IN RE: RAPHAEL'S ESTATE. RAPHAEL v. BERTHA RADO RAPHAEL.
As administrator and as brother and heir at law of the deceased, Harry Raphael appeals from the judgment and modified judgment decreeing ‘that all of the estate of Raymond Theodore Raphael, both real and personal, on the date of the death of said deceased was the community property of Raymond Theodore Raphael and his widow, Bertha Rado Raphael.’ The appeal taken in the capacity of administrator of the estate was dismissed by stipulation at the oral argument. See In re Estate of Babb, 200 Cal. 252, 255, 252 P. 1039; In re Estate of Ross, 179 Cal. 358, 360, 182 P. 303; In re Estate of Murphy, 145 Cal. 464, 467, 78 P. 960.
The proceeding began with the filing by the administrator of a ‘Petition for Partial Distribution and Petition for Order Authorizing Administrator to Pay Attorney's Fees' wherein it was alleged that all of the decedent's estate was his separate property and that decedent's widow and his brother, Harry Raphael, were entitled to have the estate distributed to them ‘share and share alike’ and praying that the real property described in Exhibit ‘A’ attached to the petition be distributed to them ‘share and share alike.’ Appellant contends that when respondent filed written objections to said petition shd did not deny the foregoing allegations. That there is no merit in this contention can be seen from the fact that in her objections respondent alleged that the ‘Administrator is asserting that the entire estate of decedent was the separate estate of the deceased, whereas, as a matter of fact, and in law, a substantial part of said estate was and is the community property of said decedent and his surviving widow.’ Furthermore, when the matter first came before the trial court respondent's counsel stated that the petition for partial distribution was opposed ‘because of the fact that it is alleged and contended by the administrator that the estate is the separate property, which, as a matter of fact, we deny. We allege in our proceedings that it is community property.’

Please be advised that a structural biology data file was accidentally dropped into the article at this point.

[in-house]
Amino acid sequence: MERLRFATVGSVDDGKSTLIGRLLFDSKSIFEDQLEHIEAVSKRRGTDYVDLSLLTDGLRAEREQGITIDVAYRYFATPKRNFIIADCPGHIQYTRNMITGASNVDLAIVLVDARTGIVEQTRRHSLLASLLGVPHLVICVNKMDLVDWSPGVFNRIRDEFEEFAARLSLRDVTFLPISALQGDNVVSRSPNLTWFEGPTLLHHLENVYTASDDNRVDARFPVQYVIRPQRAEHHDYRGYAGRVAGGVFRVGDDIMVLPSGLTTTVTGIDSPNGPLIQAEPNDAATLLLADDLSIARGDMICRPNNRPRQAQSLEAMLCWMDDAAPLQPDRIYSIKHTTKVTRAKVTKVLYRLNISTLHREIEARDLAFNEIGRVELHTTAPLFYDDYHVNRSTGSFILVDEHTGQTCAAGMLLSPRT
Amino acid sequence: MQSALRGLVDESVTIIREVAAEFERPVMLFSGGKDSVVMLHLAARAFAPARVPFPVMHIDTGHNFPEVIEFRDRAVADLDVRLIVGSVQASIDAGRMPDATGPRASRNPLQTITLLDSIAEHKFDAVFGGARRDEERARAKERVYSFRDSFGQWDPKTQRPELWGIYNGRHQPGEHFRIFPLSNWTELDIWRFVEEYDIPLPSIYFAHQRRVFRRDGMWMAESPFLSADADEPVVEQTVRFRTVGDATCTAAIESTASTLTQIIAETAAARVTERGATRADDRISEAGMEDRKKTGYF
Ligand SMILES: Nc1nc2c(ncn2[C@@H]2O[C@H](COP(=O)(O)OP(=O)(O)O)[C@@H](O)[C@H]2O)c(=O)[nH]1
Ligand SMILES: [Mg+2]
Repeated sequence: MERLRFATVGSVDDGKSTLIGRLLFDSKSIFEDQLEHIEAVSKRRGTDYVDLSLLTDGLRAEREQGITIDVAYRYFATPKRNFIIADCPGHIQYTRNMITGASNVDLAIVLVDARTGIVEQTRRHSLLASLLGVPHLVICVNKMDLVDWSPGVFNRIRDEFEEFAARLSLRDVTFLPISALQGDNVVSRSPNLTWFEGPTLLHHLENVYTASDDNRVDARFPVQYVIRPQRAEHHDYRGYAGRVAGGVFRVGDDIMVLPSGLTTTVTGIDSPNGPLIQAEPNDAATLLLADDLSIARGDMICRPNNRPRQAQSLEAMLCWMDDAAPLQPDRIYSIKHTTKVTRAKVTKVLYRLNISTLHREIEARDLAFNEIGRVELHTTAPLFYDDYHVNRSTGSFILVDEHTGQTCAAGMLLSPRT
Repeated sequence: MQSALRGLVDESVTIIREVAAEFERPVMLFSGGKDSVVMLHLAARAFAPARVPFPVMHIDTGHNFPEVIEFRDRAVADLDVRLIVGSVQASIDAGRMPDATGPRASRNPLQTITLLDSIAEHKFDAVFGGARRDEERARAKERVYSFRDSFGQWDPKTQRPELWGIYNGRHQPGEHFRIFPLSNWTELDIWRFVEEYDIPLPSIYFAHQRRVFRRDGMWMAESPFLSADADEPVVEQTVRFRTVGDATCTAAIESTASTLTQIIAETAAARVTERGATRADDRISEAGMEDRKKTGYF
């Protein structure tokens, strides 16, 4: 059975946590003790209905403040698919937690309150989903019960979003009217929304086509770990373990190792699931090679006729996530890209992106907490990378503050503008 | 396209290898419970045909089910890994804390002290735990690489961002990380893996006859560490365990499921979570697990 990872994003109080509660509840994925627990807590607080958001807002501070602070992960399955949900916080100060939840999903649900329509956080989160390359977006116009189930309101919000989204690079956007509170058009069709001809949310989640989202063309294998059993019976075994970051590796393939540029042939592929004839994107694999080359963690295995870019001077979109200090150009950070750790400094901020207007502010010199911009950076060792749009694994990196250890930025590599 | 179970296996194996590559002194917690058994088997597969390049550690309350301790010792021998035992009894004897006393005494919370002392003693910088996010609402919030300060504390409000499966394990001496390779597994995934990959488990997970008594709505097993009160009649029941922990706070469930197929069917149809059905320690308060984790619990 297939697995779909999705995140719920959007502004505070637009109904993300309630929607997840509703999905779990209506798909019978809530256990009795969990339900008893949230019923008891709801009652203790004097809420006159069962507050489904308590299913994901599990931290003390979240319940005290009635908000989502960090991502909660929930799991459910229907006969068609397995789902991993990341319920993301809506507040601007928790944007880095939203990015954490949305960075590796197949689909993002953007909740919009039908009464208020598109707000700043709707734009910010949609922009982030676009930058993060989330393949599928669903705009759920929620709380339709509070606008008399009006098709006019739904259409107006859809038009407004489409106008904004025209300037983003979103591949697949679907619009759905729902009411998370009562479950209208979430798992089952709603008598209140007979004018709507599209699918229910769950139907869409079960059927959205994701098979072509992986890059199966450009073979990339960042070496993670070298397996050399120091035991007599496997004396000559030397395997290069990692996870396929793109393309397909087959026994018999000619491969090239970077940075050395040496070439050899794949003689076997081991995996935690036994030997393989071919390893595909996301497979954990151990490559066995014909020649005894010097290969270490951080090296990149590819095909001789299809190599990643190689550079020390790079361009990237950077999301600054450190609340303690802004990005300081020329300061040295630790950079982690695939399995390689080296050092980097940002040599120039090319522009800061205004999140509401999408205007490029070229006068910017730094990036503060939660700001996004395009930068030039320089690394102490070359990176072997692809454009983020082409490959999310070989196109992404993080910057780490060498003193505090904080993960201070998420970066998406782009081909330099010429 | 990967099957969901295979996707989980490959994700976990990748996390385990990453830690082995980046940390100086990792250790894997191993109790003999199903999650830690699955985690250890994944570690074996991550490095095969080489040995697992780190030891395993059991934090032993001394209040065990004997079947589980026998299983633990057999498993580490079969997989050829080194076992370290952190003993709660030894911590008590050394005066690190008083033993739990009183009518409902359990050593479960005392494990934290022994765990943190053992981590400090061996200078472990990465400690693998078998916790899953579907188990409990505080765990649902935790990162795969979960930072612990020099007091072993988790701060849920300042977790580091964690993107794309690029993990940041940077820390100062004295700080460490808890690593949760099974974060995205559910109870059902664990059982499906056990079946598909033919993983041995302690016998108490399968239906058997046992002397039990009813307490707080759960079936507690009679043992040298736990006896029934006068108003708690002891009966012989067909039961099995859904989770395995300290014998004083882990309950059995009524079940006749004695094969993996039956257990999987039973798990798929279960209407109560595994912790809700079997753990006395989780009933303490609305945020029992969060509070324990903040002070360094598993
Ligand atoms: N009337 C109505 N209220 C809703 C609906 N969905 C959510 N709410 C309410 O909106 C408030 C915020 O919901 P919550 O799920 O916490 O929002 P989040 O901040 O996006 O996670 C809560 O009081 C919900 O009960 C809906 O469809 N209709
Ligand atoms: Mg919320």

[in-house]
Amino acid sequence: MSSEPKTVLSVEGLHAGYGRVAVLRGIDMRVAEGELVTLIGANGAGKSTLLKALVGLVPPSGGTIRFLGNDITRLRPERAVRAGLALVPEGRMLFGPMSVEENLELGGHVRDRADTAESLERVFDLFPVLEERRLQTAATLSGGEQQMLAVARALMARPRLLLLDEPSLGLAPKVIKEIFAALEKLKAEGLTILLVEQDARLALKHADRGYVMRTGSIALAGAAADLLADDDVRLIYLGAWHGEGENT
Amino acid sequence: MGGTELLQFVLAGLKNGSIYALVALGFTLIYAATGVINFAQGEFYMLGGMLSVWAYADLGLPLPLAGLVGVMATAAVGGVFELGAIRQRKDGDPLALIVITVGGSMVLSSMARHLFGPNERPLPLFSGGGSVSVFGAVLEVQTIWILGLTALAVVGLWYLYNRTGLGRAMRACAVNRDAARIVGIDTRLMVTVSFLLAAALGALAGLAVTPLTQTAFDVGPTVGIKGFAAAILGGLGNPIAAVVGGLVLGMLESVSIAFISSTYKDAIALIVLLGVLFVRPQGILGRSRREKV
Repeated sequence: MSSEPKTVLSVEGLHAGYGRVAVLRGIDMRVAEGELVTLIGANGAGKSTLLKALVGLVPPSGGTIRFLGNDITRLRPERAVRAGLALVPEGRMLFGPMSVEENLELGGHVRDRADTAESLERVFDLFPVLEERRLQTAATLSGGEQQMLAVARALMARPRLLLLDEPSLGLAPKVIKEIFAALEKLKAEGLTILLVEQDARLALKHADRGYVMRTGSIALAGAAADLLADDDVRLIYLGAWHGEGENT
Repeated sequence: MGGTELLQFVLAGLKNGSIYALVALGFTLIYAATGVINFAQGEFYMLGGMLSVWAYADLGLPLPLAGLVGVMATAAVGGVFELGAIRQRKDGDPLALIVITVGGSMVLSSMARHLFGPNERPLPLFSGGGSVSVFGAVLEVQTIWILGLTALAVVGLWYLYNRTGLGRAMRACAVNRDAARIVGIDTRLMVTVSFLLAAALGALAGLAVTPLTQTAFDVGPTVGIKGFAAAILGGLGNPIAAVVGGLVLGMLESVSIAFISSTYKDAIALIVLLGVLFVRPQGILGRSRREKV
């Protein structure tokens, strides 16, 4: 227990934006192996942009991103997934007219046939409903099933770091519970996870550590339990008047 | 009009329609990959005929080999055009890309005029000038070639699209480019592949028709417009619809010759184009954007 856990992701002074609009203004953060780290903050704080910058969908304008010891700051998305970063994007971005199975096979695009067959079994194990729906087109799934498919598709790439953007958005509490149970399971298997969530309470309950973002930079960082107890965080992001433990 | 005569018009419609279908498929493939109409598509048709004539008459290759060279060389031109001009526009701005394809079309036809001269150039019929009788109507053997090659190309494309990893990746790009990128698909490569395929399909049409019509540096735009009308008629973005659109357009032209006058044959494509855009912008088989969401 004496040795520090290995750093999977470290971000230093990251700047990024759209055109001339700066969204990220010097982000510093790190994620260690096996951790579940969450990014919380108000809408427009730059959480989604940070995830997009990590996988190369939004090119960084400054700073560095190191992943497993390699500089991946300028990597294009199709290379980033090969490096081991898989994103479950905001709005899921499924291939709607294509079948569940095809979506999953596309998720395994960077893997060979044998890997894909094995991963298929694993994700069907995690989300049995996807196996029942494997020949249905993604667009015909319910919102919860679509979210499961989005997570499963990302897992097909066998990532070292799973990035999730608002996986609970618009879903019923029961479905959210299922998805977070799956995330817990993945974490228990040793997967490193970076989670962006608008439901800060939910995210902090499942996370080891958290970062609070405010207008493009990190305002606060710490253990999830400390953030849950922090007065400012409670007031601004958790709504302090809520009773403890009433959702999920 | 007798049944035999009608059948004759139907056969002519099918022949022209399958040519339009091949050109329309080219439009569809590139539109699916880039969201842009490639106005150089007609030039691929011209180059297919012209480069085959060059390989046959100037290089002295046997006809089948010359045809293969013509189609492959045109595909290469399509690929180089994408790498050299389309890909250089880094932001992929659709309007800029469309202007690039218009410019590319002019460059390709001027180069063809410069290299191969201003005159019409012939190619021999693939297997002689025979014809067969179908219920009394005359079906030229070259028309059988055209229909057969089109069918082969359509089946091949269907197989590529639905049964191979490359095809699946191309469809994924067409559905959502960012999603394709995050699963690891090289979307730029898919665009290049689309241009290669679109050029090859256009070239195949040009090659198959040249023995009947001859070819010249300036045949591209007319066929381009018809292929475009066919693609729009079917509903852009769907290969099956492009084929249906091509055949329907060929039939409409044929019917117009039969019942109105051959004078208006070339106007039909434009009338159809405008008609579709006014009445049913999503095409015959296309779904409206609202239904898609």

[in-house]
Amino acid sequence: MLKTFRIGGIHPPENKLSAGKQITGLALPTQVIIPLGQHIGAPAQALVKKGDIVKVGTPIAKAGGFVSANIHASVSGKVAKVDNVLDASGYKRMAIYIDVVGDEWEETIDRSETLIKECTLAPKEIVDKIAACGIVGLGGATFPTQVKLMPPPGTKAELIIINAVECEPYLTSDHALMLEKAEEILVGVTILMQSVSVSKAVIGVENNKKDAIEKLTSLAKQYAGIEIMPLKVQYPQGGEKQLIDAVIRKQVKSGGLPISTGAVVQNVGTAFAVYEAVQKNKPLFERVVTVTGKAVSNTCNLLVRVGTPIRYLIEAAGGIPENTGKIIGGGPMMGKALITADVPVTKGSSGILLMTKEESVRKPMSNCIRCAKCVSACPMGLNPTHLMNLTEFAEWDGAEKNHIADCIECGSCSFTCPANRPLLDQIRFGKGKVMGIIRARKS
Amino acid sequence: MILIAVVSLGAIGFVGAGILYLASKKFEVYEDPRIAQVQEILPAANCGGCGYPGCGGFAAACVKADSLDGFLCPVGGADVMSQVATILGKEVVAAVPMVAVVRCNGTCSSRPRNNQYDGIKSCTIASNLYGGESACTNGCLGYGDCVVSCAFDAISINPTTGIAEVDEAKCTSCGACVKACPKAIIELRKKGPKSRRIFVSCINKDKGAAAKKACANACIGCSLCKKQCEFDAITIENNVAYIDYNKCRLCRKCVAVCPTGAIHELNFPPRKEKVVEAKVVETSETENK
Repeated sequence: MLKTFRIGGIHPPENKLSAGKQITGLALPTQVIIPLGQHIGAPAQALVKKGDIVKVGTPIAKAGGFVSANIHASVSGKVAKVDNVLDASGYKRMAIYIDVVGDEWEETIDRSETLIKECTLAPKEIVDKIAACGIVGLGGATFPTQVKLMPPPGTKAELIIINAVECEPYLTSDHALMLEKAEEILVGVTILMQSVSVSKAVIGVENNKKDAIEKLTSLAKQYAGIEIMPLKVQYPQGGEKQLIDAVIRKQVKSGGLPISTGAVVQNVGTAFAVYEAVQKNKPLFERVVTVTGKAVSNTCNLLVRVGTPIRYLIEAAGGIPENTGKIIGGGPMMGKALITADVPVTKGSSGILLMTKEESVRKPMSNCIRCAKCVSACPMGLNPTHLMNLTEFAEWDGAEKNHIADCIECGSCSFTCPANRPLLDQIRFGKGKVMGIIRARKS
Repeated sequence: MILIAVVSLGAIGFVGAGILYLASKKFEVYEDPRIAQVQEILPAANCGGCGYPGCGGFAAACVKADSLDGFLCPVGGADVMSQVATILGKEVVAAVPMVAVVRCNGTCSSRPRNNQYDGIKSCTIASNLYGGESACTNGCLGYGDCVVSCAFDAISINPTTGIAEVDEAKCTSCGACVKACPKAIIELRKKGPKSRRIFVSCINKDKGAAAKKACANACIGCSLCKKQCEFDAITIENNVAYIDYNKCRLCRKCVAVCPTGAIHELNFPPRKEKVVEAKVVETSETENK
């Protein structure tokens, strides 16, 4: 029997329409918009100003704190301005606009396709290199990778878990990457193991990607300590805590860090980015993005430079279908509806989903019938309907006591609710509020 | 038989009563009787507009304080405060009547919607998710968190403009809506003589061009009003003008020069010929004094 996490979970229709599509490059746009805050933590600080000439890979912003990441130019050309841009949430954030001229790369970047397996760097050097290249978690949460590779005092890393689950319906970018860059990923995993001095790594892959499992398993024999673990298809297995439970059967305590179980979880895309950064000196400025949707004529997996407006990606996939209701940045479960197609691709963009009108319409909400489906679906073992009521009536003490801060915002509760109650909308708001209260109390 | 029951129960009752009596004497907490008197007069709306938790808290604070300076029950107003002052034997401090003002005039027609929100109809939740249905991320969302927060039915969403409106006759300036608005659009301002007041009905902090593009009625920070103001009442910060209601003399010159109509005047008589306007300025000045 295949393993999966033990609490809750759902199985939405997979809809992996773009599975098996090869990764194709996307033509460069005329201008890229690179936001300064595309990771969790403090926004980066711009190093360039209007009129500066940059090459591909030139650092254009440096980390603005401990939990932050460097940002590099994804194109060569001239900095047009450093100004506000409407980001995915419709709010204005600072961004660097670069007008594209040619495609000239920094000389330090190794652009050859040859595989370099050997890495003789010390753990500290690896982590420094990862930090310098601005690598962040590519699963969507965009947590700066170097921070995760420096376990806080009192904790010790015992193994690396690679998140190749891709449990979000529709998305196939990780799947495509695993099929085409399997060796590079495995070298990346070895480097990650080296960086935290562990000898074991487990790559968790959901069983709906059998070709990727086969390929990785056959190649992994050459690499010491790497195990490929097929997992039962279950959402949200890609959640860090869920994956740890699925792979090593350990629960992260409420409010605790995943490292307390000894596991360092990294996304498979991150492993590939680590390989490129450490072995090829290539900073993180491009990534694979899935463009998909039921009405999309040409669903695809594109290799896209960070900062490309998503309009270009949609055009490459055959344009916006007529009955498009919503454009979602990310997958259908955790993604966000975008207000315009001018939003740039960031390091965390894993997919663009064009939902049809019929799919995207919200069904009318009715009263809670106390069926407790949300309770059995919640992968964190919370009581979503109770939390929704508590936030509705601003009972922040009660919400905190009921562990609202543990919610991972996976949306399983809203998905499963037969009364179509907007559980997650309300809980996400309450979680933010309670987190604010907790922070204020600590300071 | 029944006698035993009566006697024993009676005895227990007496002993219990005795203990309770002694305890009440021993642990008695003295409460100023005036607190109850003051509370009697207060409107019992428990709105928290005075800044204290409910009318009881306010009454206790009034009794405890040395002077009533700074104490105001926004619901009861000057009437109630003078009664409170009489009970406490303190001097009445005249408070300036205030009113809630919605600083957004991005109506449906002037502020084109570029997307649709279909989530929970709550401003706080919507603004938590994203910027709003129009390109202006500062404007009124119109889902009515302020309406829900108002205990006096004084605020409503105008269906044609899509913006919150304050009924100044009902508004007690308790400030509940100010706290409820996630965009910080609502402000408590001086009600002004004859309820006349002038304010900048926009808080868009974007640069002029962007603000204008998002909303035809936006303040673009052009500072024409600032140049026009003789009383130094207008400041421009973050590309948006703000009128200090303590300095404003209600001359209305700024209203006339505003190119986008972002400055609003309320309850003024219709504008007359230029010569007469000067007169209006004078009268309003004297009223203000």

Subsequently respondent filed a ‘Petition for Order to Determine Interest in Estate’ setting forth her claim to ‘all of the community property and one-half (1/212) interest in the separate property.’ Appellant answered that all of the estate was decedent's separate property and that he and respondent were each entitled to have distributed a one-half interest therein. When respondent's counsel suggested that appellant's petition be set over, appellant's counsel pointed out that ‘There are two ways to determine title to property in these circumstances; either by a petition for partial or final or ratable distribution, or on a Petition to Determine Heirship. We have filed a petition for partial distribution, which Your Honor has partly heard and which is now at issue, the widow having filed an answer and objections, and having alleged in that petition the very same things that she alleges in this petition for determining heirship * * *. We are entitled to a determination on this petition [for partial distribution]. The issue is whether or not this property is separate or community, and we are asking Your Honor to hear the evidence and make a finding.’ Thereafter, respondent moved for an order consolidating her petition and the petition for partial distribution. In opposition thereto, appellant's counsel filed an affidavit in which he stated that ‘It is true that the evidence to be presented * * * on the petition for partial distribution and the petition to determine heirship is identical in many respects; and that the administrator is willing to have the Honorable, Judge Fitzpatrick, on the petition for partial distribution, determine any and all issues that may be presented in the petition to determine heirship with respect to any of the property belonging to the estate that is not included in the petition for partial distribution but that the said attorneys for said widow are not willing to have Judge Fitzpatrick determine said issue and that the said motion * * * is an endeavor * * * to divest the jurisdiction of Judge Fitzpatrick from making a decree of partial distribution * * *’